Management of penetrating abdominal vessel injuries

J Visc Surg. 2010 Apr;147(2):e1-12. doi: 10.1016/j.jviscsurg.2010.06.003.


Vascular injury due to penetrating abdominal trauma is a major challenge for trauma teams. Arterial and venous injuries occur with equal frequency. Treatment depends on the hemodynamic status of the patient: under stable conditions, angiography can be envisioned, whereas instability is an indication for immediate surgery; damage control is the most frequent procedure. As persisting on complete surgical exploration may lead to fatal outcome, the surgeon must be prepared to perform perihepatic or pelvic packing and employ endovascular techniques as appropriate. However, the surgeon has to be prepared to deal with uncontrolled hemorrhage, and explore all central retroperitoneal hematomas, retroperitoneal hematoma located in the flanks except when stable in the hemodynamically unstable patient, and those in the pelvis only if the patient is stable. Since it is more critical to control hemorrhage than to avoid end-organ ischemia, vascular ligation is more commonly used than other techniques. However, survival is very low in these severely wounded patients.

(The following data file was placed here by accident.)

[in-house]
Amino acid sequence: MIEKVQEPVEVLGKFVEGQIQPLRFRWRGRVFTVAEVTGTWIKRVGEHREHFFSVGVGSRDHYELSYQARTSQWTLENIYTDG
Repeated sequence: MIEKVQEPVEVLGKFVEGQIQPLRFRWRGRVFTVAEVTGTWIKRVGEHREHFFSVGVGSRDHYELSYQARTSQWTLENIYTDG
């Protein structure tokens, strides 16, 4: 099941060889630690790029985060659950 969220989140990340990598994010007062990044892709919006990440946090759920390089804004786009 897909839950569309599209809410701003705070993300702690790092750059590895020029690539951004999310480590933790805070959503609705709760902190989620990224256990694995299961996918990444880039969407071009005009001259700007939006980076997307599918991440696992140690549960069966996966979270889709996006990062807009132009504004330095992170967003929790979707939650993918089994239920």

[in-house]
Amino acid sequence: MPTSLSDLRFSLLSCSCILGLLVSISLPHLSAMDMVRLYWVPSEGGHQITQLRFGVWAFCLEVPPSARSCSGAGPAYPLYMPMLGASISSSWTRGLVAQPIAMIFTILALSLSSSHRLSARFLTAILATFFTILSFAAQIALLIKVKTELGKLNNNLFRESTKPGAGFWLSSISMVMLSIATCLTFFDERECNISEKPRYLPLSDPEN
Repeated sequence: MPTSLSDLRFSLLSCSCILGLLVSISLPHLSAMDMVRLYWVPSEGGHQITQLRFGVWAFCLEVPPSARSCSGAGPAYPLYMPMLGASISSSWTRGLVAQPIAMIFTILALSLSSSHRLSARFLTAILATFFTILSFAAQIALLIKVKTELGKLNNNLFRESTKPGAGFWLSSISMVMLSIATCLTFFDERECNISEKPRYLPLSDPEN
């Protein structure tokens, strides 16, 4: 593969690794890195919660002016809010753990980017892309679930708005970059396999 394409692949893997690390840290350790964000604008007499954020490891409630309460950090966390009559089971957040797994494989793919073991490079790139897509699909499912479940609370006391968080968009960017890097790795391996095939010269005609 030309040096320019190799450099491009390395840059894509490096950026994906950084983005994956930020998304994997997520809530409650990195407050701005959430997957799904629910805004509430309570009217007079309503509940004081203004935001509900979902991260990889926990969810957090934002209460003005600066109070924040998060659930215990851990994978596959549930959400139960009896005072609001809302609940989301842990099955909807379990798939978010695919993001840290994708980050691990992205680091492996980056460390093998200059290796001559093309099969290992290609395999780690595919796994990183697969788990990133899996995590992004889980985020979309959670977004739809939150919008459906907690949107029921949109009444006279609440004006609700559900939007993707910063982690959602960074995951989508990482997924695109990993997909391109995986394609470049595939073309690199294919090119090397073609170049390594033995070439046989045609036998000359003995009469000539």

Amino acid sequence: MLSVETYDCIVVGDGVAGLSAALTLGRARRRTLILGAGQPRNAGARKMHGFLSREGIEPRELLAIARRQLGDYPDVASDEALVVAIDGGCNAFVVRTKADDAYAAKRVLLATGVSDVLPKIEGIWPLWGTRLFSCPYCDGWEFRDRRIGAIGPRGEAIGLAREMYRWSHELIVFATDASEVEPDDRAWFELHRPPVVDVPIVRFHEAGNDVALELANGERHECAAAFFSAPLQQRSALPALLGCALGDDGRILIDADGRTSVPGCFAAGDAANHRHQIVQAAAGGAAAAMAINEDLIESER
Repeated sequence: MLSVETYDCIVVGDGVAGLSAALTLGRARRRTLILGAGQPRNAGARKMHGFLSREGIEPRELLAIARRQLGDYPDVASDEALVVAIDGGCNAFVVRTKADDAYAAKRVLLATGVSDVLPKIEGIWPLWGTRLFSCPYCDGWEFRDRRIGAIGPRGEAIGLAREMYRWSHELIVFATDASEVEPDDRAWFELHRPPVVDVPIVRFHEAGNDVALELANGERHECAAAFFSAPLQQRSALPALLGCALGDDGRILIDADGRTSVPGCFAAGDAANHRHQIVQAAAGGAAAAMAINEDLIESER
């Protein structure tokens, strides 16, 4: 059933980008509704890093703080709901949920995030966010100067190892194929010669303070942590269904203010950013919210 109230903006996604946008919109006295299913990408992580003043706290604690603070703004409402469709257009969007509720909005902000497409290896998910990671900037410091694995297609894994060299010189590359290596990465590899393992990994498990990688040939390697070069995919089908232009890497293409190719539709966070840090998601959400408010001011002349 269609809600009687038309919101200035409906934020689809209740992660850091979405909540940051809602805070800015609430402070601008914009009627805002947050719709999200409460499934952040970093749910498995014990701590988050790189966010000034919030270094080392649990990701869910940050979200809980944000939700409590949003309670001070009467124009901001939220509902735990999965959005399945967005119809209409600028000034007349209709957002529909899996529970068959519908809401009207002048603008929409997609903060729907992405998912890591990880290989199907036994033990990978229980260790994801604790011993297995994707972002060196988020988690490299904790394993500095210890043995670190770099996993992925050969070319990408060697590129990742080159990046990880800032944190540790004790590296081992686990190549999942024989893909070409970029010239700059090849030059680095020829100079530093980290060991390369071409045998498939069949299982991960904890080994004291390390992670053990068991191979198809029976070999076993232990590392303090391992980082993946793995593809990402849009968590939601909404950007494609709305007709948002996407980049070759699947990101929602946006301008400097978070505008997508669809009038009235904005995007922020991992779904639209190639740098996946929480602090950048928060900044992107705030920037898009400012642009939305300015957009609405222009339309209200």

Publication types

  • Review

MeSH terms

  • Abdomen / blood supply*
  • Abdomen / surgery*
  • Abdominal Injuries / diagnosis
  • Abdominal Injuries / surgery*
  • Diagnostic Imaging
  • Hematocrit
  • Hematoma / etiology
  • Hematoma / surgery
  • Hemoglobins / analysis
  • Hemoperitoneum / etiology
  • Hemoperitoneum / surgery
  • Hemorrhage / etiology
  • Hemorrhage / surgery
  • Hemostatic Techniques
  • Humans
  • Laparotomy
  • Postoperative Complications
  • Second-Look Surgery
  • Thoracotomy
  • Traumatology
  • Vascular Surgical Procedures
  • Wounds, Penetrating / diagnosis
  • Wounds, Penetrating / surgery*


  • Hemoglobins